W. Brooks Paternotte | WYPR

W. Brooks Paternotte

Host, The Nature of Things

W. Brooks Paternotte took the helm of Irvine Nature Center as executive director in July 2013 and immediately began building on the strong 35-year foundation.  Brooks is a Baltimore native who was a teacher, coach, advisor, dean and Head of the Middle School during his 13 years at Boys’ Latin School in Baltimore.  He is also an instructor and ambassador of the National Outdoor Leadership School (NOLS) and is a Leave No Trace Master, as well as an avid outdoorsman and a features writer for FlyLife Magazine.

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Sep 27, 2016
Bryn Davies/Flickr Creative Commons

Over the weekend, I was lucky to be hiking along a stream in Montgomery County. But the hastening sunset of early autumn took me by surprise and I found myself rushing down the trail toward the park exit. Just as dusk was reaching its end though, I saw something really incredible. 

A beaver about the size of a very overweight beagle waddled away from the trail and toward the stream. I heard the sharp, startling alarm smack of the large rodent’s wide, paddle-shaped tail hit the water. There was a pause as it looked at me, and then it gracefully escaped toward its lodge. I stood, silently watching the deep reddish-brown mammal’s comings and goings, until it was nearly too dark to see.

Canada Geese

Sep 20, 2016
SHAWN NYSTRAND/Flickr Creative Commons

You might be able to ignore the increasing amounts of leaves falling from trees, or the suddenly sinking nighttime temperatures. But when you hear the noisy, distinctive honking of a v-shaped flock of Canada geese as they migrate above you, there is no denying that autumn has arrived.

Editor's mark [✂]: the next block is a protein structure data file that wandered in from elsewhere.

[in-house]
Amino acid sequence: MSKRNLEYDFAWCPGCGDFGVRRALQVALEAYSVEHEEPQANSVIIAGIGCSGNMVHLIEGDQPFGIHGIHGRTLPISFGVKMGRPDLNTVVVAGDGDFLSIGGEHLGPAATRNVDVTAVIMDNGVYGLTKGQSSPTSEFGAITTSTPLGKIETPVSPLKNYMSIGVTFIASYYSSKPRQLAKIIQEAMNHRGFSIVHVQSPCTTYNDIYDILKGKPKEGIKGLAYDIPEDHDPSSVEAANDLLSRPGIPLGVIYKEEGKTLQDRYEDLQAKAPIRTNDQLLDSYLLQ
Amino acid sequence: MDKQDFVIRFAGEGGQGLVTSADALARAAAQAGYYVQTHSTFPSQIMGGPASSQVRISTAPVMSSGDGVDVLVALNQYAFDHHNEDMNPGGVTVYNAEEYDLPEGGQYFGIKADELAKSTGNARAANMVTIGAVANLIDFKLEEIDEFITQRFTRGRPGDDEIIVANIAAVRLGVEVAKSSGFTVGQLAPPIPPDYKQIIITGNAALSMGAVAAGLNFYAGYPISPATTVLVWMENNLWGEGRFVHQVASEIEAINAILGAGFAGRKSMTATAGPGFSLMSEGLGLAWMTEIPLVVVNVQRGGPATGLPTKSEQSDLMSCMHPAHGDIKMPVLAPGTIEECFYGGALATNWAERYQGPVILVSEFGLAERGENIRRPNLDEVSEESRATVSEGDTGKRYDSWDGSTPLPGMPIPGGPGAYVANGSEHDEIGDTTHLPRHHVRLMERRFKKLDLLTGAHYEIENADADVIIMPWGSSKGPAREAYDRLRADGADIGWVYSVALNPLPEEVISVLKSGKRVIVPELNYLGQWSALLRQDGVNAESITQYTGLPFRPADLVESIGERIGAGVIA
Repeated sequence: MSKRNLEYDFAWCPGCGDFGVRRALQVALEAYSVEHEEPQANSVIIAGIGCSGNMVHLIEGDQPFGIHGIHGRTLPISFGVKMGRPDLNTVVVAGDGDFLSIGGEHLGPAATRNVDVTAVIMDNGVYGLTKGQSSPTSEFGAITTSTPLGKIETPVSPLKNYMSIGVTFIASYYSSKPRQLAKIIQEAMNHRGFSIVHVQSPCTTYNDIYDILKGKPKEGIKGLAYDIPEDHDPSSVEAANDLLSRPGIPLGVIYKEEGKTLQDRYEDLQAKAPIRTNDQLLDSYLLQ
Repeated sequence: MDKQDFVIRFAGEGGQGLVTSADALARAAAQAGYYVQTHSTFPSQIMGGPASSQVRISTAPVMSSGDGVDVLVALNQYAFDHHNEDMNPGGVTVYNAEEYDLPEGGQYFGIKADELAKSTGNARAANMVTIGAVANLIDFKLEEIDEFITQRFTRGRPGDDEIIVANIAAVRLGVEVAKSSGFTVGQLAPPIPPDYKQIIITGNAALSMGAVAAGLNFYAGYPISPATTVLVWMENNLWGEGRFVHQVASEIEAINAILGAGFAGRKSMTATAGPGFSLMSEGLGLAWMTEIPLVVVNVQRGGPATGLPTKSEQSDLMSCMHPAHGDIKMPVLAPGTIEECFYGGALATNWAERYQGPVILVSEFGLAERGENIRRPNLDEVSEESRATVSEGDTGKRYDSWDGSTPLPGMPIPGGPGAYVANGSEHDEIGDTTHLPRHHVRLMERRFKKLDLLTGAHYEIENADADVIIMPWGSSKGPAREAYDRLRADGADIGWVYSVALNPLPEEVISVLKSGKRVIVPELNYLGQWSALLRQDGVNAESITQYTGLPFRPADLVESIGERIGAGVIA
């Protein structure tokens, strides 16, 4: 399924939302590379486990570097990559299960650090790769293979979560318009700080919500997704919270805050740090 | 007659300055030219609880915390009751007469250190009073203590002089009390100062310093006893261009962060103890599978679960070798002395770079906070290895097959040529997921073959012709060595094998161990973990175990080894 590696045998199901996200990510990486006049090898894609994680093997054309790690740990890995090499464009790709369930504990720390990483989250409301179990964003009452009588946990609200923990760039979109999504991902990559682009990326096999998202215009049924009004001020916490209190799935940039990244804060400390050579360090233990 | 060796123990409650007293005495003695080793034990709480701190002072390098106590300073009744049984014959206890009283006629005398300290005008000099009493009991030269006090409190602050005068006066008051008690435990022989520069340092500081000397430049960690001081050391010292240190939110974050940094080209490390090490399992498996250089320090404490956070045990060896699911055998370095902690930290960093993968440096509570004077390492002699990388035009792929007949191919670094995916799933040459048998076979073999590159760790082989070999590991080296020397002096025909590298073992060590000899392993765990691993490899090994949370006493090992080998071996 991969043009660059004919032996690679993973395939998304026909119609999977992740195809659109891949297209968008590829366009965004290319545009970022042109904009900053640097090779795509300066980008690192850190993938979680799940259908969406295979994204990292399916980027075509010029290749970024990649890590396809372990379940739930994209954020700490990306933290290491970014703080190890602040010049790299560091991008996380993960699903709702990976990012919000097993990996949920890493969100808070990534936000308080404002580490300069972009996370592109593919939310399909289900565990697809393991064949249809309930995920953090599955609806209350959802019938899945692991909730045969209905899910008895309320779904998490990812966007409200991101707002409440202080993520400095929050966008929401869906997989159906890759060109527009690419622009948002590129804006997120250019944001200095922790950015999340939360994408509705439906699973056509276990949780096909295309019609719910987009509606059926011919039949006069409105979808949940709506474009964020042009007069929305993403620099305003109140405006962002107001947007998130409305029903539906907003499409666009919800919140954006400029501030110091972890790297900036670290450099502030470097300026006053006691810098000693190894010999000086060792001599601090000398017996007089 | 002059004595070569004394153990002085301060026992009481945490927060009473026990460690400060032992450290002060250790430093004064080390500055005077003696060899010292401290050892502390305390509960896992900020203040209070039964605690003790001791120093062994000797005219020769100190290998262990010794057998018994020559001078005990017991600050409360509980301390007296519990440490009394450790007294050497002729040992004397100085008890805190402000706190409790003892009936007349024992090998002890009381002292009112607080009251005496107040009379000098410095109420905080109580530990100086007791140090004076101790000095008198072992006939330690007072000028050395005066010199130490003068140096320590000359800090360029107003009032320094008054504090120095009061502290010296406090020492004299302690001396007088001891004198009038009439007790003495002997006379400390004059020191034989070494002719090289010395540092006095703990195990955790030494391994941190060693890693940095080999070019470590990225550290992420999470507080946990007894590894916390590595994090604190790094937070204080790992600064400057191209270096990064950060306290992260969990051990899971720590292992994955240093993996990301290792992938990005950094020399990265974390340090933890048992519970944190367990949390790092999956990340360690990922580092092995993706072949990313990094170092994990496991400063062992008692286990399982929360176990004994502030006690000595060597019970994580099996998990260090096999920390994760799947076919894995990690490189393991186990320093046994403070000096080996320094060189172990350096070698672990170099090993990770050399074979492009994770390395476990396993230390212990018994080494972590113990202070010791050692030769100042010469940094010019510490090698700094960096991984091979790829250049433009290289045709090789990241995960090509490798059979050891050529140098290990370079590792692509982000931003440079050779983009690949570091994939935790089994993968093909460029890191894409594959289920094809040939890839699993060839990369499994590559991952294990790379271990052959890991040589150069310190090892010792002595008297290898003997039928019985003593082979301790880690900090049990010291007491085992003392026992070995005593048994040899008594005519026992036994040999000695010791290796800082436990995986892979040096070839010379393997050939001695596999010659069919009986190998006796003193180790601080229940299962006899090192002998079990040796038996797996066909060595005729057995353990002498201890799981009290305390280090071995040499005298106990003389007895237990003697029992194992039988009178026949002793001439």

Sep 13, 2016
James Jardine/Flickr Creative Commons

Over the weekend, my daughter Emma and I picked a posy of flowers for her mom. I was helping her tie a ribbon around the bunch when Emma stopped to pulled one green stalk out from the tiny bunch. She eyed the base of the stem curiously.

“This one’s square,” she told me, looking puzzled.

I took the greenery from her hands to confirm. She was right – though my expectation was for the stem to be round, this one was very clearly square. It had simple leaves that were opposite each other and smelled divine. We went straight to a plant book for some answers. In it, we learned quickly that if you pick a plant with a distinctly square stalk, then it is very likely a member of the mint family.

Andy Powell/Flickr Creative Commons

I always feel like I’m in a hurry. I hastily speed to work for a fast meeting. Then the kids need to get to soccer practice, stat. I fly home to let the dogs out—chop, chop, chop. I inhale a quick dinner while I’m on the run. And I hit ‘send’ on a rapid-fire text to a colleague about a task to bang out ASAP. Before I can blink, it seems, I’m racing to get back home for not-quite-enough shut-eye.

But a lot of animals live life in no hurry at all. Take slugs and snails, for example. They live luxuriously without a rush. For them, it’s a life in the slow lane.